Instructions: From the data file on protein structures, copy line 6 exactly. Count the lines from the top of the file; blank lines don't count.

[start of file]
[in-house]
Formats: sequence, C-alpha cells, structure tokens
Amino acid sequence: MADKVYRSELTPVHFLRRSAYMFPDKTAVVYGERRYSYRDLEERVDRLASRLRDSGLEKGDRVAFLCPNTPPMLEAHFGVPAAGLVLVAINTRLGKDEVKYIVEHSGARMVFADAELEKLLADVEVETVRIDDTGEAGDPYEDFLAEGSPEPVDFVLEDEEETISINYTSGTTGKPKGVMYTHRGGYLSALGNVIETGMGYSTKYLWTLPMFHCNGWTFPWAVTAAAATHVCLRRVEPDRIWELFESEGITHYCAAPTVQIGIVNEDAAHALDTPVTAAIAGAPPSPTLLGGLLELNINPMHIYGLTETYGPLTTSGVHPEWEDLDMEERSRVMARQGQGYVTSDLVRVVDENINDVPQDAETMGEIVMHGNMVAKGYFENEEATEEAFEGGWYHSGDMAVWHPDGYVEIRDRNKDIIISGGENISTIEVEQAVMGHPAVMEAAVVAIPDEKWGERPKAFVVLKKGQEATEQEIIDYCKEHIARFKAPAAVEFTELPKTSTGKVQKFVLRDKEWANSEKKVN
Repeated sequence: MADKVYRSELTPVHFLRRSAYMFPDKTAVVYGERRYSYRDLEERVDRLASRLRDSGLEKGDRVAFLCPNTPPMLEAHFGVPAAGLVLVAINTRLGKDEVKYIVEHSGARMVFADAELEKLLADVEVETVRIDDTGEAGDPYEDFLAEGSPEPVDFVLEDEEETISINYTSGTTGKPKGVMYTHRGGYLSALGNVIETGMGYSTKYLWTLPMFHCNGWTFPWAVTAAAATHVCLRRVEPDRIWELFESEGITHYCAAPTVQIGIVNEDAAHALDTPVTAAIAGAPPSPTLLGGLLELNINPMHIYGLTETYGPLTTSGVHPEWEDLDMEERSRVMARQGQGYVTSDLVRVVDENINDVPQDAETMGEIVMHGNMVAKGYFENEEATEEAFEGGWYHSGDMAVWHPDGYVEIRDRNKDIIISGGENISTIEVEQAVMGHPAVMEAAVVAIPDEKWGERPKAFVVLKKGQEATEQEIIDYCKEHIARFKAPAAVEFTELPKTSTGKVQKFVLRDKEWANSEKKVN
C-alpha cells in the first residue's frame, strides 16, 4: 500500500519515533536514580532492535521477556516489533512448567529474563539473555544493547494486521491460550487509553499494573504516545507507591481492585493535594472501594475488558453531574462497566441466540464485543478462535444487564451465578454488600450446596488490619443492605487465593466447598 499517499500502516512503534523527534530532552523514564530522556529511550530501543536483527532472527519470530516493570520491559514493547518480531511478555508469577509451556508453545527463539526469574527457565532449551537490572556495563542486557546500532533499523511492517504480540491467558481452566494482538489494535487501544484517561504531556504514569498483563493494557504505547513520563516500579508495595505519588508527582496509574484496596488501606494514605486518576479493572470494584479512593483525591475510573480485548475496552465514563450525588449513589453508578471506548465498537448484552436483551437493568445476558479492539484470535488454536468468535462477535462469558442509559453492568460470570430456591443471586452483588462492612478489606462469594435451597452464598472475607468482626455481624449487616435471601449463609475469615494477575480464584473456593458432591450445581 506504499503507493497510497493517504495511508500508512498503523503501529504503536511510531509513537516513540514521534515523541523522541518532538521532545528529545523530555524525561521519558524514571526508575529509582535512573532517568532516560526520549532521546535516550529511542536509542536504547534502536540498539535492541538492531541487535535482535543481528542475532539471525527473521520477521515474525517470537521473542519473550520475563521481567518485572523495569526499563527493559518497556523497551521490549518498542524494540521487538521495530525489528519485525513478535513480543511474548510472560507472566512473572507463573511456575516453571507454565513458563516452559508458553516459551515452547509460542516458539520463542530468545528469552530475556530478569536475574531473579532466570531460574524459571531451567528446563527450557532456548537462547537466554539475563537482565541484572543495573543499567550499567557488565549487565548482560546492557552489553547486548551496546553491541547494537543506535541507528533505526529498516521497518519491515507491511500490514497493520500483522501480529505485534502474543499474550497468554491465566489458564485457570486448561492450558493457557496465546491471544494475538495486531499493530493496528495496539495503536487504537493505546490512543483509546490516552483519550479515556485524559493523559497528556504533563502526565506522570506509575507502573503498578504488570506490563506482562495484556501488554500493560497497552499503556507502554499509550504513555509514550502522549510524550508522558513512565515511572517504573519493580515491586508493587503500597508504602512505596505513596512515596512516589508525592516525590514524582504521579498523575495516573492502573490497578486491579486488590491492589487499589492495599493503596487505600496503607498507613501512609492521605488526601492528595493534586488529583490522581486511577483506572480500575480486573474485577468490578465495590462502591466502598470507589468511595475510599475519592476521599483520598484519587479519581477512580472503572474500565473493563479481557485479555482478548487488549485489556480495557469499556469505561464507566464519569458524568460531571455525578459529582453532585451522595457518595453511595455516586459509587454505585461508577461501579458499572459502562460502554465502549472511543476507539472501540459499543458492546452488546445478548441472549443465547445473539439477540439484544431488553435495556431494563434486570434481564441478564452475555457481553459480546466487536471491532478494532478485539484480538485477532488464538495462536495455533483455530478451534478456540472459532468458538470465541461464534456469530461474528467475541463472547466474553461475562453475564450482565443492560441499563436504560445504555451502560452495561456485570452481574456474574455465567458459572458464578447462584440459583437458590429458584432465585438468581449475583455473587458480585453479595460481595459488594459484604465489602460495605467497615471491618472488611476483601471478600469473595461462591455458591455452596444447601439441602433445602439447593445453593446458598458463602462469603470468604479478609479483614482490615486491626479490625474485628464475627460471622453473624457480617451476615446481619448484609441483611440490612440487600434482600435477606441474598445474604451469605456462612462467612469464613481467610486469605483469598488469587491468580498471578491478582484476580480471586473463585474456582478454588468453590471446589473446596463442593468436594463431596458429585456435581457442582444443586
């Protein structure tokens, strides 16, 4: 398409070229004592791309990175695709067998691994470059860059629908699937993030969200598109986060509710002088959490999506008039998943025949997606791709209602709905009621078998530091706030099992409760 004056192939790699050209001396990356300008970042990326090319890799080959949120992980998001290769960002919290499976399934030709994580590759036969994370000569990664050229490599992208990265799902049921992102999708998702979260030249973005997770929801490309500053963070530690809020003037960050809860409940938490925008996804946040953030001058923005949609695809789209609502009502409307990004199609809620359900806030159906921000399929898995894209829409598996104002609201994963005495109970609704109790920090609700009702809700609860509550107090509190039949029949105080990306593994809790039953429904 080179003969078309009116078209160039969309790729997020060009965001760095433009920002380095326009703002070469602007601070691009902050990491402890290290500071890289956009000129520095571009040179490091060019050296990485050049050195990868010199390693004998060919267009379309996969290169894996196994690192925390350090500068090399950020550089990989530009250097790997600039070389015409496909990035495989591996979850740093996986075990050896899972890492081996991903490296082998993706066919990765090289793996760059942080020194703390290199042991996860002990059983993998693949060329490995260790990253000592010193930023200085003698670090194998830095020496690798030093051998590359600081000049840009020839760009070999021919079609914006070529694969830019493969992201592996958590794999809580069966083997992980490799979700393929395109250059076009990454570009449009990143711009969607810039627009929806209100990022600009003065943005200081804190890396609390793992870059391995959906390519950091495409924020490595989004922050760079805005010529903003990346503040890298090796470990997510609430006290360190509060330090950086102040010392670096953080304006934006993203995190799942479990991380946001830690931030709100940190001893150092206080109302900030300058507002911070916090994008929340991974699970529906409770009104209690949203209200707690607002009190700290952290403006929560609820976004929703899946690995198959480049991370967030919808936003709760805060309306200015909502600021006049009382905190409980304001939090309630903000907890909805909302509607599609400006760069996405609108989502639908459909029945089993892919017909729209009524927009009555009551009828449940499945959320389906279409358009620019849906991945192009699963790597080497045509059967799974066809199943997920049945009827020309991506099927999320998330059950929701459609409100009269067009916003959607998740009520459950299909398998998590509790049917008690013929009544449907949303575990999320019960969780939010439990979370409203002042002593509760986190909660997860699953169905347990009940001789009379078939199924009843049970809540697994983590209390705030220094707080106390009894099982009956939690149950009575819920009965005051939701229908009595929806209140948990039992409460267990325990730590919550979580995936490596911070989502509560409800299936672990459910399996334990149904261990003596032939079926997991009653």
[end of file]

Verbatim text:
């Protein structure tokens, strides 16, 4: 398409070229004592791309990175695709067998691994470059860059629908699937993030969200598109986060509710002088959490999506008039998943025949997606791709209602709905009621078998530091706030099992409760 004056192939790699050209001396990356300008970042990326090319890799080959949120992980998001290769960002919290499976399934030709994580590759036969994370000569990664050229490599992208990265799902049921992102999708998702979260030249973005997770929801490309500053963070530690809020003037960050809860409940938490925008996804946040953030001058923005949609695809789209609502009502409307990004199609809620359900806030159906921000399929898995894209829409598996104002609201994963005495109970609704109790920090609700009702809700609860509550107090509190039949029949105080990306593994809790039953429904 080179003969078309009116078209160039969309790729997020060009965001760095433009920002380095326009703002070469602007601070691009902050990491402890290290500071890289956009000129520095571009040179490091060019050296990485050049050195990868010199390693004998060919267009379309996969290169894996196994690192925390350090500068090399950020550089990989530009250097790997600039070389015409496909990035495989591996979850740093996986075990050896899972890492081996991903490296082998993706066919990765090289793996760059942080020194703390290199042991996860002990059983993998693949060329490995260790990253000592010193930023200085003698670090194998830095020496690798030093051998590359600081000049840009020839760009070999021919079609914006070529694969830019493969992201592996958590794999809580069966083997992980490799979700393929395109250059076009990454570009449009990143711009969607810039627009929806209100990022600009003065943005200081804190890396609390793992870059391995959906390519950091495409924020490595989004922050760079805005010529903003990346503040890298090796470990997510609430006290360190509060330090950086102040010392670096953080304006934006993203995190799942479990991380946001830690931030709100940190001893150092206080109302900030300058507002911070916090994008929340991974699970529906409770009104209690949203209200707690607002009190700290952290403006929560609820976004929703899946690995198959480049991370967030919808936003709760805060309306200015909502600021006049009382905190409980304001939090309630903000907890909805909302509607599609400006760069996405609108989502639908459909029945089993892919017909729209009524927009009555009551009828449940499945959320389906279409358009620019849906991945192009699963790597080497045509059967799974066809199943997920049945009827020309991506099927999320998330059950929701459609409100009269067009916003959607998740009520459950299909398998998590509790049917008690013929009544449907949303575990999320019960969780939010439990979370409203002042002593509760986190909660997860699953169905347990009940001789009379078939199924009843049970809540697994983590209390705030220094707080106390009894099982009956939690149950009575819920009965005051939701229908009595929806209140948990039992409460267990325990730590919550979580995936490596911070989502509560409800299936672990459910399996334990149904261990003596032939079926997991009653």